Here is a very interesting article by Minouche Shafik, the Permanent Secretary at the UK Department for International Development. (For our cousins elsewhere, a Permanent Secretary is the most senior civil servant in a government department, ranking somewhere just below a Minister).
Minouche makes two key points: first, social protection schemes seem to be working quite well; and second, that poor people suffer much more from volatility and shocks than others – and there is growing evidence of the permanent harm that they suffer following a temporary shock. That makes a pretty compelling case for widespread use of social protection to put a safety net under people so that temporary shocks do not reduce a family to poverty for not just one but sometimes two generations.
There is a new paper by John Page and Jorge Saba Arbache (here) which finds that child mortality, for instance, goes up when growth is low, but doesn’t come back down when growth accelerates agan. Primary school completion rates and life expectancy similarly go down when growth is low but don’t recover in periods of high growth. The paper also finds that aid goes down during decelerations, adding to the volatility.
Minouche also says something I agree with and something I don’t agree with.
Here is what I think is dead right:
… attempts to orchestrate a tailored response to protect the most vulnerable will almost always lag behind the need.
This suggests the need for an automatic safety net response so that social protection kicks in automatically in the face of a shock. I would like to see social protection schemes become “demand led” – that is, donors would agree the entitlement criteria with governments, and if, in the face of an economic shock, there are more people who fall below that threshold, then the amount of funding from donors should automatically increase. This would help to make aid counter-cyclical, instead of pro-cyclical.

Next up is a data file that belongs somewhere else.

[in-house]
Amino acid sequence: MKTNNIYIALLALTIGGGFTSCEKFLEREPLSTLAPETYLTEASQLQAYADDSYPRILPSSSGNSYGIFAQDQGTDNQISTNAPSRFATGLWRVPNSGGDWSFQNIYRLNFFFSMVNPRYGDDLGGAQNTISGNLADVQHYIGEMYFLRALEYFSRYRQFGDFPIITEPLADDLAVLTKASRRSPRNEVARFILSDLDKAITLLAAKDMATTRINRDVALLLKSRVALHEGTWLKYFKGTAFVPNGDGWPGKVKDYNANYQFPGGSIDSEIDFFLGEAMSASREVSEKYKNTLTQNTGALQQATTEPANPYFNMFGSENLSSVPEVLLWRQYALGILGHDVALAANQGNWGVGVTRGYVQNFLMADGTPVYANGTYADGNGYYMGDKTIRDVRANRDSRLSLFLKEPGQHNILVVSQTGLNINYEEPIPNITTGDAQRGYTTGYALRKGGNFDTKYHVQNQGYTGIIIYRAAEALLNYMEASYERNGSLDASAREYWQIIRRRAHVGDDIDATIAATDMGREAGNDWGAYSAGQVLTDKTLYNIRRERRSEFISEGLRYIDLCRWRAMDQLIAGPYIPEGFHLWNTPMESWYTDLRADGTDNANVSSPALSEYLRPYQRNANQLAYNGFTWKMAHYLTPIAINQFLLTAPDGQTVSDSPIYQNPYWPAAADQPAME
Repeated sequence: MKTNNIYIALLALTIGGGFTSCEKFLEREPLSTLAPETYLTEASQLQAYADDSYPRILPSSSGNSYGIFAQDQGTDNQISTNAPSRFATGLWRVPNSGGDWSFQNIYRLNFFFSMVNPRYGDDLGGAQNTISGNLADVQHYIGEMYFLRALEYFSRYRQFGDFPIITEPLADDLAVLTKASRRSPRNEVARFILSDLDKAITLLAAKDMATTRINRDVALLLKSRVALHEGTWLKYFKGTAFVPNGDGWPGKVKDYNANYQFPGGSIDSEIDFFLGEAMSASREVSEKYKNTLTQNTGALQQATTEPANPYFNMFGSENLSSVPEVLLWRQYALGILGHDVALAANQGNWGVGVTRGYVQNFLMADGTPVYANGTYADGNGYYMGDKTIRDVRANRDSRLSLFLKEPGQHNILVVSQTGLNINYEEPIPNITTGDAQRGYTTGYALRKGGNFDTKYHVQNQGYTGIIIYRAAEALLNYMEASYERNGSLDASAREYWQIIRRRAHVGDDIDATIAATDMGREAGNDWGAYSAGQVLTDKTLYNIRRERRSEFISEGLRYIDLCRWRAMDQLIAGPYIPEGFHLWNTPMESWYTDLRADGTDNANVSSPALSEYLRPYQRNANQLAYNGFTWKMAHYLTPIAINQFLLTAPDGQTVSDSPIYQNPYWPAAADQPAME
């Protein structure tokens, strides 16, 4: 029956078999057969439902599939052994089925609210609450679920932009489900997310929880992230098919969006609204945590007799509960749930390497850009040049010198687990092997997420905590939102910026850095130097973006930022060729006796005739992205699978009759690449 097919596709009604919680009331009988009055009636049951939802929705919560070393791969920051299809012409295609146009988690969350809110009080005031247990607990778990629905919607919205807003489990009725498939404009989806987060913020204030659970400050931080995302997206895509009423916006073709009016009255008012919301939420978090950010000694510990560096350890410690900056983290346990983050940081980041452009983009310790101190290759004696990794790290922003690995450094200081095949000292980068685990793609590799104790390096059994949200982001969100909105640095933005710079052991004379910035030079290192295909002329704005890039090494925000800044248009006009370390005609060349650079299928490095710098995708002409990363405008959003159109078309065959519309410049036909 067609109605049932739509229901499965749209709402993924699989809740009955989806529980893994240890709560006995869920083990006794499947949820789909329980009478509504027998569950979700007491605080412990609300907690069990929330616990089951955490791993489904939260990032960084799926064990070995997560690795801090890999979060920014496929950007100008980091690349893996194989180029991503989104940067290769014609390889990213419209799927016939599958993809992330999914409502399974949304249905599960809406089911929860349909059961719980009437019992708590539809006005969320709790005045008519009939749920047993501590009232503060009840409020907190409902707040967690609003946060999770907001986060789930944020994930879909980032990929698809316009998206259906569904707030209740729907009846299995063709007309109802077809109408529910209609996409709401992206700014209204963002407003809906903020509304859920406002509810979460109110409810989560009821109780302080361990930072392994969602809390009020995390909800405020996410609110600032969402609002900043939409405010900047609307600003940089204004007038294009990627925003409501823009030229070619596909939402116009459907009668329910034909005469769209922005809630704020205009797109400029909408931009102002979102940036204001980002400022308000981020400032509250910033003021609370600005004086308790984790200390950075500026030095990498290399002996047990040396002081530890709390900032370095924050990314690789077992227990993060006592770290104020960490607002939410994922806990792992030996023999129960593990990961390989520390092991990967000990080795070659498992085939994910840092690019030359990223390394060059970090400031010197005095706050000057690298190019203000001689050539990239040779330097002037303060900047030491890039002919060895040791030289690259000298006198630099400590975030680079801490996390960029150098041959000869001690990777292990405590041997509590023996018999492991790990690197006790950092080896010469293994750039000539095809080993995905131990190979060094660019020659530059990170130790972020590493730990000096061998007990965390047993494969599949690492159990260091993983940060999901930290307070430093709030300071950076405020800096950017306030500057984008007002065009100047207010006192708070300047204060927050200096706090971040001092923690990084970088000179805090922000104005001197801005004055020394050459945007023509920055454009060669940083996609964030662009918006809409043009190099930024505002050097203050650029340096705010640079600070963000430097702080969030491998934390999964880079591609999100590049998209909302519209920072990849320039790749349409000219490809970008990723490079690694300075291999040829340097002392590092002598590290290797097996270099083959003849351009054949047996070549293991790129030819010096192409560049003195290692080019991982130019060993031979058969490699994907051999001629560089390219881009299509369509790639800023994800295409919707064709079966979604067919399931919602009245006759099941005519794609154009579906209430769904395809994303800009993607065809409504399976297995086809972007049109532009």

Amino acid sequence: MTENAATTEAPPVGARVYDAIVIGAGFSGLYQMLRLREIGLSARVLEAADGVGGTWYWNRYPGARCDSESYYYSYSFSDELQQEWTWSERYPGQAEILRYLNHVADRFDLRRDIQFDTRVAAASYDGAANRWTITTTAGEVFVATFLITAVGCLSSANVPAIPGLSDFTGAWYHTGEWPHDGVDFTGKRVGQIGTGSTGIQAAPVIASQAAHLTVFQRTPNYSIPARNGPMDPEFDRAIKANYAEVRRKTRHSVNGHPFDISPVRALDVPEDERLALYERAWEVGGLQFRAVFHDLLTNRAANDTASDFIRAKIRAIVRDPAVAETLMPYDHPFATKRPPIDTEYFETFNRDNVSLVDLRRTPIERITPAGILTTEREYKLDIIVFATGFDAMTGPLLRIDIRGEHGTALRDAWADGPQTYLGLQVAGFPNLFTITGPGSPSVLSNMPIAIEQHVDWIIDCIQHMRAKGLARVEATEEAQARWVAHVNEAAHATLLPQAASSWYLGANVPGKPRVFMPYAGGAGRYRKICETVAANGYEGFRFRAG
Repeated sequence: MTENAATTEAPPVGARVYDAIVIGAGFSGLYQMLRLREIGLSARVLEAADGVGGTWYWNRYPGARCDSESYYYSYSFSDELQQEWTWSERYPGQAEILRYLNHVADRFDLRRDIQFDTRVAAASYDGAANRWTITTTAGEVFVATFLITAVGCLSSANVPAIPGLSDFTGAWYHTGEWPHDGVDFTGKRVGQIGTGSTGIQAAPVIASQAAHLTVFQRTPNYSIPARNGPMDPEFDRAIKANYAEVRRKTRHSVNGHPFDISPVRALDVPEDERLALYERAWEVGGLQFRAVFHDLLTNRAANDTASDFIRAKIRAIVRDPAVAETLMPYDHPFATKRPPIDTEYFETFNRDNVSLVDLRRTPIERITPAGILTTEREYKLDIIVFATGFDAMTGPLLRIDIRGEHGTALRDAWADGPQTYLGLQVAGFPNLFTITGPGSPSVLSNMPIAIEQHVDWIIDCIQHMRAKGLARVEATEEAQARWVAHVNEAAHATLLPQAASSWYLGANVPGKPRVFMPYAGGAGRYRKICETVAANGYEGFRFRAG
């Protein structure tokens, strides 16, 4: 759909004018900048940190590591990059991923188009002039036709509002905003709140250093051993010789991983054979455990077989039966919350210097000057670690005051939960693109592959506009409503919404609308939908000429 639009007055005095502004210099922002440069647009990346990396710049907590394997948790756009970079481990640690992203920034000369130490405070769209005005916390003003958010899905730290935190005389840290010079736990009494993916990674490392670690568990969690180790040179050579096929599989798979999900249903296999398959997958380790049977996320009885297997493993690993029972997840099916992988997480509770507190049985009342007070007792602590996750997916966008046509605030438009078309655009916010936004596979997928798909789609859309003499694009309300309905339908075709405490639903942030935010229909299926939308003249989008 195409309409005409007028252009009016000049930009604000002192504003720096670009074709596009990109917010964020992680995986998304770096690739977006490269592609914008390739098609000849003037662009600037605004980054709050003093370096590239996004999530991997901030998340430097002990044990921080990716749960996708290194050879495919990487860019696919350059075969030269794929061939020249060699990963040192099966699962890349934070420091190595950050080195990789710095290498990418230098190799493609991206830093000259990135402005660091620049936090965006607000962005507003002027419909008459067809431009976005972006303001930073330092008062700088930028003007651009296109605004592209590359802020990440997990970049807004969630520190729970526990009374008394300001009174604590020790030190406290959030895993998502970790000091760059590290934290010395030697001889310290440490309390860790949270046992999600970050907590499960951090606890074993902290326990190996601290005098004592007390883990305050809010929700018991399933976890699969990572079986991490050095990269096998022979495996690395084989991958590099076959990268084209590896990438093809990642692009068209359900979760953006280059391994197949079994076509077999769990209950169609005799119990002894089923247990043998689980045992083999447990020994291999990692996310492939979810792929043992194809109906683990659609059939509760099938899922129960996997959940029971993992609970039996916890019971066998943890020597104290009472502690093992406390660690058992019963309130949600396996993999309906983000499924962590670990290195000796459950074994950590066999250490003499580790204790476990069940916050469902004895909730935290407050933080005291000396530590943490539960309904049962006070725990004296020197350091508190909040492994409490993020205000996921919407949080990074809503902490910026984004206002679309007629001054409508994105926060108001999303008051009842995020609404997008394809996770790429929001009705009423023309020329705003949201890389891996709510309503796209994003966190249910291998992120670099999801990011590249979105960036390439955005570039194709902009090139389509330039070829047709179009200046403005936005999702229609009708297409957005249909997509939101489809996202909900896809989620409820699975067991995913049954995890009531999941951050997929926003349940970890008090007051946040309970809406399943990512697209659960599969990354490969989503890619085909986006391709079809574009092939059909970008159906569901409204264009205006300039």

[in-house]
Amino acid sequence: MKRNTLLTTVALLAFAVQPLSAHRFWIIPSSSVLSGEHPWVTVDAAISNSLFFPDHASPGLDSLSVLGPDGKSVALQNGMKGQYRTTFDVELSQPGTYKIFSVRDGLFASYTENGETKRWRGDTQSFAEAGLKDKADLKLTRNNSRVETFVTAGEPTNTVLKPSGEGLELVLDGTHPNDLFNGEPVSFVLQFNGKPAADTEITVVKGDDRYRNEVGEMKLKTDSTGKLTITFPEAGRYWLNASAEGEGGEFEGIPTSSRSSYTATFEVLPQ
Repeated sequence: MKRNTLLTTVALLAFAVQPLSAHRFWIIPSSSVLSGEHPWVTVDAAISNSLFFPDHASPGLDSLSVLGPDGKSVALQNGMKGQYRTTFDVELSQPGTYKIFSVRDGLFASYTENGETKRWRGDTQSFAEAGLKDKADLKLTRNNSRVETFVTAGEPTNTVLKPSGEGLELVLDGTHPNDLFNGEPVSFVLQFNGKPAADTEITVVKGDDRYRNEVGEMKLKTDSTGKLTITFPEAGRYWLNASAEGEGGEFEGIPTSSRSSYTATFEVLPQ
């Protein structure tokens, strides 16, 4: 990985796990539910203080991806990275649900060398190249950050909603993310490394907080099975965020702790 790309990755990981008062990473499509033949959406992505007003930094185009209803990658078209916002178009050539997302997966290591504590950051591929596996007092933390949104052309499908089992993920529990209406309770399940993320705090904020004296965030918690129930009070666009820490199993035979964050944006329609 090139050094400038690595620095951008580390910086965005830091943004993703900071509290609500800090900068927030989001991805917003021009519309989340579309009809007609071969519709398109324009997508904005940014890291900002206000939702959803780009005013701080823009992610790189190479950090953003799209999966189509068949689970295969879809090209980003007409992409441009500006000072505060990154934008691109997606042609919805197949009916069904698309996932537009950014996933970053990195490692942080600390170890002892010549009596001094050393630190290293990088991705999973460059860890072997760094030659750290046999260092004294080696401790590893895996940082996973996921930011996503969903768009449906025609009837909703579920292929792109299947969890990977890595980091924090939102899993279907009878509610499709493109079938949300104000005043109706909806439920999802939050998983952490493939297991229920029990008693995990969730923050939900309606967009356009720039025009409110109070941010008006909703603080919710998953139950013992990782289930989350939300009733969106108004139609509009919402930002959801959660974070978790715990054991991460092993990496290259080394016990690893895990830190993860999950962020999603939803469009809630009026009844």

Here is what I don’t agree with:
DFID does not see the money we have committed to social protection as a welfare programme, although clearly for some households it will provide this function.
Why not? I think there is a strong case for having a permanent welfare programme, which transfers money from the rich to the poor. We should see aid not as a matter of temporary charity but the beginnings of a global system of social justice. (I wonder if Minouche’s choice of words – attributing this view to “DFID” rather than herself, suggests that she secretly agrees?)